That's when Southpark hospital turned to Acadiana Management Group, a local owner-operator of health care facilities and a specialist in physician partnerships. "We came in on an interim basis to do an analysis only," says Gus Rantz, AMG's chief operating officer. Rantz says AMG took over the facility's management for a month, including paying its bills, though he would not discuss his group's recommendations to the hospital's board.
Gonzalez says the facility had its best month ever in October (when AMG was managing it). "It would be sad [if it closes]," he says, "because the month of October it had $1.2 million in collections." Gonzalez calls that figure the break-even point the hospital was working toward. "All the numbers were trending in the right direction," he notes.
Southpark, which primarily serves residents in south Lafayette Parish, offers comprehensive acute care services, including outpatient and inpatient surgery, radiology services and a 24-hour laboratory. It has 20 acute care beds, 16 observation/post-anaesthesia care units and three technologically advanced surgical suites.
Sources blame construction overruns coupled with hurricanes Katrina and Rita ' the hospital cared for many indigent patients in the wake of the storms ' for the facility's rocky start, but neither Gonzalez nor Rantz believe the group of physician owners will close the hospital.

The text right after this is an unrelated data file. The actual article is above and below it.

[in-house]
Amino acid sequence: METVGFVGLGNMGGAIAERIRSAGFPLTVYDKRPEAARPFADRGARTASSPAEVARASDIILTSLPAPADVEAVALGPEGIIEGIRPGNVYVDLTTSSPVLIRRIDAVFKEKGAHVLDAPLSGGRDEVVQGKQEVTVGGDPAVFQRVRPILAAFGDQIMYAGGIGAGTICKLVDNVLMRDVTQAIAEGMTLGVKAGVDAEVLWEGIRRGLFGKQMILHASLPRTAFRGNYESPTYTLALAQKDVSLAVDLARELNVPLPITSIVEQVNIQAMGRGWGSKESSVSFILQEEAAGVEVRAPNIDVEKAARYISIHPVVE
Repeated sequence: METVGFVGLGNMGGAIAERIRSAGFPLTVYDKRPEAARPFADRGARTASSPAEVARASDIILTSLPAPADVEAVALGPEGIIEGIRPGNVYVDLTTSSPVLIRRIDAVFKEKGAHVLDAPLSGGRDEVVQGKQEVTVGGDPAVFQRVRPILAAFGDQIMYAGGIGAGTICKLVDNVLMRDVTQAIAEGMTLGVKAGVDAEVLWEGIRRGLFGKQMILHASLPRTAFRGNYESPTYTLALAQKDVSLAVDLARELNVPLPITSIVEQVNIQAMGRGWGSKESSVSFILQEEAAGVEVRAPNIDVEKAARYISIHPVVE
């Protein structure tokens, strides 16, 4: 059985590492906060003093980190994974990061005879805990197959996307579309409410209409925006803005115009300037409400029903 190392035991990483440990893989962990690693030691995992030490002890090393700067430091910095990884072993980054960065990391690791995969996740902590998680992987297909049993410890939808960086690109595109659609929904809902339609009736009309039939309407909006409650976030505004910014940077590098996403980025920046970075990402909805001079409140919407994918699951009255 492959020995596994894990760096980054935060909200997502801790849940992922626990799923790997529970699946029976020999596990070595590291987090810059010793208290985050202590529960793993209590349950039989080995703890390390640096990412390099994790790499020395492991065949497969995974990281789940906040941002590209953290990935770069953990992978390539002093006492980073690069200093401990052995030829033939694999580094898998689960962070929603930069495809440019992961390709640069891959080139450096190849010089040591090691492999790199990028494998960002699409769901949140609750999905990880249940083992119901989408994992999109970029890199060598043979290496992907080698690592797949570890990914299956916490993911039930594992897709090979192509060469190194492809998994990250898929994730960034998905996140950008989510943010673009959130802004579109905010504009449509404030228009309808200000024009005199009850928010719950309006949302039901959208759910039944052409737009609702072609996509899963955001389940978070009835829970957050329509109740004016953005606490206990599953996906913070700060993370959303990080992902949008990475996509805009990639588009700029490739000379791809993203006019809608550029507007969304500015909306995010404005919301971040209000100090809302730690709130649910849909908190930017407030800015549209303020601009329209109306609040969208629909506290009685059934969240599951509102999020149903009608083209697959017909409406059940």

"I don't think they're actively exploring closure," Rantz says. "There's a lot of excitement about the hospital still. It's a very viable entity. It's just a matter of getting the right mix of community support, patient awareness and physicians working together." ' Leslie Turk
PHI PILOTS CALL OFF STRIKE
Unionized pilots, on strike since September in a bitter labor contract dispute with Petroleum Helicopters Inc., have called off their pickets and issued an "unconditional offer" to company officials to return to work immediately ("Walk the Line," Oct. 25). Melvin Schwarzwald, a union attorney based in Ohio, says under the Railway Labor Act, which governs the company-union negotiations, PHI is now required to return striking pilots to work in open positions in order of their seniority. The offer was delivered to PHI at 4 p.m. Friday, Nov. 10, but the company had not responded to the gesture by press time Monday.